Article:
- The Washington Times - Monday, January 27, 2003

Enemies everywhere
Former Pennsylvania Gov. Tom Ridge certainly has his work cut out for him as he begins his first full week as secretary of Homeland Security.
For the terrorists, it seems, are restless.
On Friday, near Barcelona, Spain, authorities arrested 16 persons linked to Osama bin Laden's al Qaeda network. Spanish authorities said the 16, mostly Algerian men in radio contact with Islamist extremists around the world, were preparing to launch chemical attacks on unspecified targets, given the stash of chemicals and resins, bomb components, detonators and remote controls that were recovered.
That same day, authorities in Italy raided the homes of three Muslims, having already arrested five Moroccans in the country for possessing explosives and detailed maps marking the way to a NATO installation.
Then, one of Saddam Hussein's offspring goes on television to repeat the sensational sound bite that if Iraq is invaded, September 11 will resemble a "picnic."
Meanwhile, in the midst of all this, Capitol Hill's senators are debating a bill to restore funding for International Military Education and Training programs in Indonesia, home of the world's largest Muslim population. One senator after another voiced concern over evidence that members of the Indonesian National Army Force were behind one of that country's more recent terrorist attacks that killed and injured several Americans less than a half-mile from an Indonesian military outpost.
Come to think of it, said Sen. Daniel K. Inouye, Hawaii Democrat, he and Alaska Republican Sen. Ted Stevens had traveled to Asia last year.
"We visited Indonesia," he said, "where they had just brought into custody a Muslim cleric who was quoted as having said 'Osama bin Laden is a lightweight.'#"
As Mr. Ridge well knows, it will be difficult in this war on terrorism, in protecting our homeland, to distinguish the good guys from the bad. Even in this country.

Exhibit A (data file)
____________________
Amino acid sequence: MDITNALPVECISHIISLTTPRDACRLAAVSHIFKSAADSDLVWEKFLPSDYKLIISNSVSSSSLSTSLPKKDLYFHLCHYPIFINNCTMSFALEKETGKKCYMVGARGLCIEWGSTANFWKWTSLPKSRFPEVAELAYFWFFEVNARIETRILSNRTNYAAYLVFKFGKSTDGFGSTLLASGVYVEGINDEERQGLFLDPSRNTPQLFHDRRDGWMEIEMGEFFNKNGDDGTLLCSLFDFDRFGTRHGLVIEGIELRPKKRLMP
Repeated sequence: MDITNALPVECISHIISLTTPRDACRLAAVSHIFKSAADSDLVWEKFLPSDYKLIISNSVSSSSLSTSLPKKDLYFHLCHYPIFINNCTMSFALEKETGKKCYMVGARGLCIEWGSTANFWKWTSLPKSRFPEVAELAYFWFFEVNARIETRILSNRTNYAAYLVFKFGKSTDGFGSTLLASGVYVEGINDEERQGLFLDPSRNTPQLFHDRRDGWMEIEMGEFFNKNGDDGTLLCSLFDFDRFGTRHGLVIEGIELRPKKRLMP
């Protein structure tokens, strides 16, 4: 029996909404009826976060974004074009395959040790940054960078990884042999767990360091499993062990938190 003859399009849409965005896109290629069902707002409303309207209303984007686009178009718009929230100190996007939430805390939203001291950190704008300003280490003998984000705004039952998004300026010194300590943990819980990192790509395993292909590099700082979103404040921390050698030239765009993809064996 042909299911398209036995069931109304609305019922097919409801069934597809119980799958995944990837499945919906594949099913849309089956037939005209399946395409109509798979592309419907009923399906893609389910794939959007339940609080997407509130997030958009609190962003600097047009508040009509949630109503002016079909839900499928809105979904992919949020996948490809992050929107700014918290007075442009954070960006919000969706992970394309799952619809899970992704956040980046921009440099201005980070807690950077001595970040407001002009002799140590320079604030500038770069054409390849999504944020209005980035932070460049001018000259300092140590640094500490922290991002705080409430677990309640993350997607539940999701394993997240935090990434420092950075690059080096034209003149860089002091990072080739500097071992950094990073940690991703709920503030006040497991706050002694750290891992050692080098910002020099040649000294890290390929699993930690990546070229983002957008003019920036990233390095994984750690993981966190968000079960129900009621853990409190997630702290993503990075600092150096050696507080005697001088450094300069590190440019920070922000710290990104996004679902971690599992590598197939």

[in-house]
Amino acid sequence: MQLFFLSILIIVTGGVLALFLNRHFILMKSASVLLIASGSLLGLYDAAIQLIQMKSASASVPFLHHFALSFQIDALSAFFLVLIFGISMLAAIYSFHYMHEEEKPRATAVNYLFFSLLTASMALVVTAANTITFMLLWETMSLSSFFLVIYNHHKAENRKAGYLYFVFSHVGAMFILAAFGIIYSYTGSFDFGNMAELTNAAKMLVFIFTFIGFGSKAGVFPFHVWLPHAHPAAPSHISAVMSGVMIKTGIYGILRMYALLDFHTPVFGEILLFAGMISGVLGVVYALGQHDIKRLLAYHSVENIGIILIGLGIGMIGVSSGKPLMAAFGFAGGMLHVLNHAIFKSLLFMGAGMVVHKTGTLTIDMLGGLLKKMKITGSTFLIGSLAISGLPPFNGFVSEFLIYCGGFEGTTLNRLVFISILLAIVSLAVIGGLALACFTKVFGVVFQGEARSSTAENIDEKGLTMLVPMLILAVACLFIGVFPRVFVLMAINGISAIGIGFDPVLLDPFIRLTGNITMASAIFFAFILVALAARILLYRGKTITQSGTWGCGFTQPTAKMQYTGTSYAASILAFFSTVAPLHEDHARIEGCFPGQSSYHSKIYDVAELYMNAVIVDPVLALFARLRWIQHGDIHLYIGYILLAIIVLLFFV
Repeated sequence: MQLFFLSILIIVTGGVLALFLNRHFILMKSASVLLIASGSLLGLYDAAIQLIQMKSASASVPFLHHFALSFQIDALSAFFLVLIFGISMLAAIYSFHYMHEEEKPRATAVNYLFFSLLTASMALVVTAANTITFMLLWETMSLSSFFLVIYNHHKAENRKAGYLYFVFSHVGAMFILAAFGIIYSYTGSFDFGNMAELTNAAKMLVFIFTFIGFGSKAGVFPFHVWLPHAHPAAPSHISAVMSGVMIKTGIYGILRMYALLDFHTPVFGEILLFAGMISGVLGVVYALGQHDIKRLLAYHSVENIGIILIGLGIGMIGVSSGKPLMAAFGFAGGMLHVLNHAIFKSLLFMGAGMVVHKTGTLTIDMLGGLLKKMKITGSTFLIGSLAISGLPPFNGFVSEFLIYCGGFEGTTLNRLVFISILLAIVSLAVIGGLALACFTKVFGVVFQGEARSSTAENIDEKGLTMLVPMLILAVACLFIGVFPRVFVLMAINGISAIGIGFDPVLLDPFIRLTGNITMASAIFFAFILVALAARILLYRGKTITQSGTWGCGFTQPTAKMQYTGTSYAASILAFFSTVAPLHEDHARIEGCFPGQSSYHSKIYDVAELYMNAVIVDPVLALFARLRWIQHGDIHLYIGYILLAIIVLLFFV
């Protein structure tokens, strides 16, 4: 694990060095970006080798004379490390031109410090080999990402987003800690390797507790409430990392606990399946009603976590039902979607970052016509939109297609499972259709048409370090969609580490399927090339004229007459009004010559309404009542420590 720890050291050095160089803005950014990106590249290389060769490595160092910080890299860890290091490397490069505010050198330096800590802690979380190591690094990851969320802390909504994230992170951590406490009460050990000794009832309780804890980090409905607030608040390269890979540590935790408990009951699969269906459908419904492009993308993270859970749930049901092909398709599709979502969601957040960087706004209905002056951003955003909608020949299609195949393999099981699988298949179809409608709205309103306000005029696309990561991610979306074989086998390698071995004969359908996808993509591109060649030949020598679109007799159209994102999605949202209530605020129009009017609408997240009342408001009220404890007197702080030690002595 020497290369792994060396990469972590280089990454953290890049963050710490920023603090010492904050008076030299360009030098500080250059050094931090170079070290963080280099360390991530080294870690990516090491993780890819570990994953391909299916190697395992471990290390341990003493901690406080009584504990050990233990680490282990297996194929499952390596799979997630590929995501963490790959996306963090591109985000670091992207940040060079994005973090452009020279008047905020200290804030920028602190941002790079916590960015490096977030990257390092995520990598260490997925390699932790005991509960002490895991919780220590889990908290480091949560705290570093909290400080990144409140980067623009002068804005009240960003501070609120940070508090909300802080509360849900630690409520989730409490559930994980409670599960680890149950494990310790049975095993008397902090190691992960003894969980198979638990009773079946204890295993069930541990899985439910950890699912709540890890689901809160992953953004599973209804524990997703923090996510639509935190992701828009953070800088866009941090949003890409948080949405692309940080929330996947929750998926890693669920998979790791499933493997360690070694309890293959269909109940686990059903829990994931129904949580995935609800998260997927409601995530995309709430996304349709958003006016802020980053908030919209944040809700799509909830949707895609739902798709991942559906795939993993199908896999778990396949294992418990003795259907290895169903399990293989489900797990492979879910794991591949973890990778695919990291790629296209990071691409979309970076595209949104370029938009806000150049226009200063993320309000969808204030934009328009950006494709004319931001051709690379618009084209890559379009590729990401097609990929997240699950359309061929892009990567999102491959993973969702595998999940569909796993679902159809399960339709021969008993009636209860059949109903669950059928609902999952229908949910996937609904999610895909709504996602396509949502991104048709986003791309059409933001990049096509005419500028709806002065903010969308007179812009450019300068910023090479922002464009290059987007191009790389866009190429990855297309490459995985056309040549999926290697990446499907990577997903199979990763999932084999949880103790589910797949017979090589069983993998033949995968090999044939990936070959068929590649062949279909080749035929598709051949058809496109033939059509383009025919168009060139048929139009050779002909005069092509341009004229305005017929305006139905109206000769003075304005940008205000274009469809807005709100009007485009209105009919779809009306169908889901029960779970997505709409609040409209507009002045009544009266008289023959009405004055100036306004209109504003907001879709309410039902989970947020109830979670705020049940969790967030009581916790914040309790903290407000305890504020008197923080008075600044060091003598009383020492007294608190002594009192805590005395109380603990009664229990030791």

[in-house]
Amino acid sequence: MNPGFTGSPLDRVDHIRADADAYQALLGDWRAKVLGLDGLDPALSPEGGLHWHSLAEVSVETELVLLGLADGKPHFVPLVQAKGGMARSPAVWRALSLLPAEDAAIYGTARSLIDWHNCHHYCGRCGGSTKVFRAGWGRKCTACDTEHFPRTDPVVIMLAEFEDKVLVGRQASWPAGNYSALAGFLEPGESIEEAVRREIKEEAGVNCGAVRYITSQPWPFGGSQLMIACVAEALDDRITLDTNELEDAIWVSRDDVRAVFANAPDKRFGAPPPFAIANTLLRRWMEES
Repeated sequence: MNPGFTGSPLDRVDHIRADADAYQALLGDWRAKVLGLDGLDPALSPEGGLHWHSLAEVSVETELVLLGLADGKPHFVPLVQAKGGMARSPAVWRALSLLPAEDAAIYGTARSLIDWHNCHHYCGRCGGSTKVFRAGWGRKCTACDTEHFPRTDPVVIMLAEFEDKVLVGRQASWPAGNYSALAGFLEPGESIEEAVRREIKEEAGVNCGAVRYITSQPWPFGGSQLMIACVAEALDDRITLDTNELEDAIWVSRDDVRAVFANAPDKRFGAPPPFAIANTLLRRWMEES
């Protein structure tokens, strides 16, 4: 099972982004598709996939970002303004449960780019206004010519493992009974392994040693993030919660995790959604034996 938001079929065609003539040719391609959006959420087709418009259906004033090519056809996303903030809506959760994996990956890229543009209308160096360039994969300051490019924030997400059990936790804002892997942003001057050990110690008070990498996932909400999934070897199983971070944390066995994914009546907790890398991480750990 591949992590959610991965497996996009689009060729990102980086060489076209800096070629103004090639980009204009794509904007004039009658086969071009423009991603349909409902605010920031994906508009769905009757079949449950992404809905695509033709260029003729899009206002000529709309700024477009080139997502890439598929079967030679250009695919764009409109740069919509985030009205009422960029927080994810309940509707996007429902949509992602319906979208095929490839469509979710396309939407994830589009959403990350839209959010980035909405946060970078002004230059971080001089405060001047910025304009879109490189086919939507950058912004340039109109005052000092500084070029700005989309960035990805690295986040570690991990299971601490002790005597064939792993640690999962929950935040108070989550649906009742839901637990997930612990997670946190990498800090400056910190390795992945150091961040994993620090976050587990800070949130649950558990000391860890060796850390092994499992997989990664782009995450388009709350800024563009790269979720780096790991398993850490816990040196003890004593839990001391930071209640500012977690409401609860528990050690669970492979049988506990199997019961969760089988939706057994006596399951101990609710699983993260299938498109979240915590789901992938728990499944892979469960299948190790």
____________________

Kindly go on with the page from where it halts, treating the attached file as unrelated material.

Taps
Last week we wrote about Elmo Johnson, a World War II veteran from Wisconsin who has played the trumpet since age 11. Since returning home from World War II, Mr. Johnson has blown the last bugle call at funerals of more than 950 Wisconsin veterans. His goal is 1,000 farewells.
No sooner did our item appear then a letter arrived from Air Force Master Sgt. Jari Villanueva, a member of the U.S. Air Force Band and the country's foremost authority on taps. He's the guy you hear sounding taps at the Tomb of the Unknowns in Arlington National Cemetery, not to mention at countless military funerals.
"Can you help me?" he asks. "I am interviewed from time to time on the subject and there seems to be a question whether Taps should be capitalized or even in quotations. I sure would appreciate guidance on this because there are editors who insist on writing it as 'taps' like what a beer barrel or water system would have.
"It is a musical composition (even though a short one) and should receive a proper title," the bugler insists. "It is also a military honor that should be treated as such. Like 'The Star-Spangled Banner' or 'Hail To The Chief.'#"
You make a good point, sir.
"I also notice that most writers report that Taps is 'played.' To be correct, it should be noted that bugle (or trumpet) calls are 'sounded': 'He has sounded forth the trumpet that shall never call retreat,' or 'The Trumpet Shall Sound,' from Handel's 'Messiah.'#"
Sgt. Villanueva asked if we wouldn't mind consulting our Associated Press Stylebook, but unfortunately it does not list 'taps' among those words to capitalize. We opened our Webster's New World Dictionary, and Merriam-Webster Dictionary, but both spell taps (the name is derived from tapping a drum, as taps was originally a drum signal) in the lower case.
That said, Inside the Beltway is happy to join Sgt. Villanueva in calling on Congress to introduce legislation that awards taps the name recognition it deserves.
The way this column looks at it, if Led Zeppelin can capitalize "Stairway to Heaven," why can't the sergeant and fellow military buglers capitalize taps?
Double duty
By day, he protects elected officials. By night, he becomes one.
U.S. Capitol Police Officer William C. "Bill" Cleveland, who happens to be vice mayor of Alexandria, will start his campaign Sunday to become the city's first Republican mayor in 130 years. He would also become Alexandria's first black mayor. The election is May 6.


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